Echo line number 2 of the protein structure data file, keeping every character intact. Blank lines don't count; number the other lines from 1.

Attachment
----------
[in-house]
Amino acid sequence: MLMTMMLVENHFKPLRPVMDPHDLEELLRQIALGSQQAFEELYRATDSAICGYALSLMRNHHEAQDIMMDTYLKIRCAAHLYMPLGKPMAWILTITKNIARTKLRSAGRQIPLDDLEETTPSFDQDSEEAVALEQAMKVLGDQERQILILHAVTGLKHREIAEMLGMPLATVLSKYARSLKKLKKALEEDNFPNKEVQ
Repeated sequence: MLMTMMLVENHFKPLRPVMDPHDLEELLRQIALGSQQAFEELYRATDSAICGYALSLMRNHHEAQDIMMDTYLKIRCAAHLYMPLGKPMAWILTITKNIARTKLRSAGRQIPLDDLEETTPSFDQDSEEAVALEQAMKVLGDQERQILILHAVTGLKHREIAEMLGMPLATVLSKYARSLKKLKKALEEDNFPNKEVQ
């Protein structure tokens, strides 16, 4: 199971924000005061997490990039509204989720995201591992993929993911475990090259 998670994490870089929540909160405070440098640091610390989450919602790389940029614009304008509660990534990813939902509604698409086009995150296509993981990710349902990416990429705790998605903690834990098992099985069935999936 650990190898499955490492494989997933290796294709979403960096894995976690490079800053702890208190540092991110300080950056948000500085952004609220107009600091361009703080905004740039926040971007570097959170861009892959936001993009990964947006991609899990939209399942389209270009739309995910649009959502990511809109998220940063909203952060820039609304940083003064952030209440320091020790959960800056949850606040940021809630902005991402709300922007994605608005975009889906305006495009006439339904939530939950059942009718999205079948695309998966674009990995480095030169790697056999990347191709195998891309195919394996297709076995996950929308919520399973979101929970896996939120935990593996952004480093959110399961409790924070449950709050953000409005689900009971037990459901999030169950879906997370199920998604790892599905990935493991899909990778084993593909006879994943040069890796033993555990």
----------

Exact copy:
Amino acid sequence: MLMTMMLVENHFKPLRPVMDPHDLEELLRQIALGSQQAFEELYRATDSAICGYALSLMRNHHEAQDIMMDTYLKIRCAAHLYMPLGKPMAWILTITKNIARTKLRSAGRQIPLDDLEETTPSFDQDSEEAVALEQAMKVLGDQERQILILHAVTGLKHREIAEMLGMPLATVLSKYARSLKKLKKALEEDNFPNKEVQ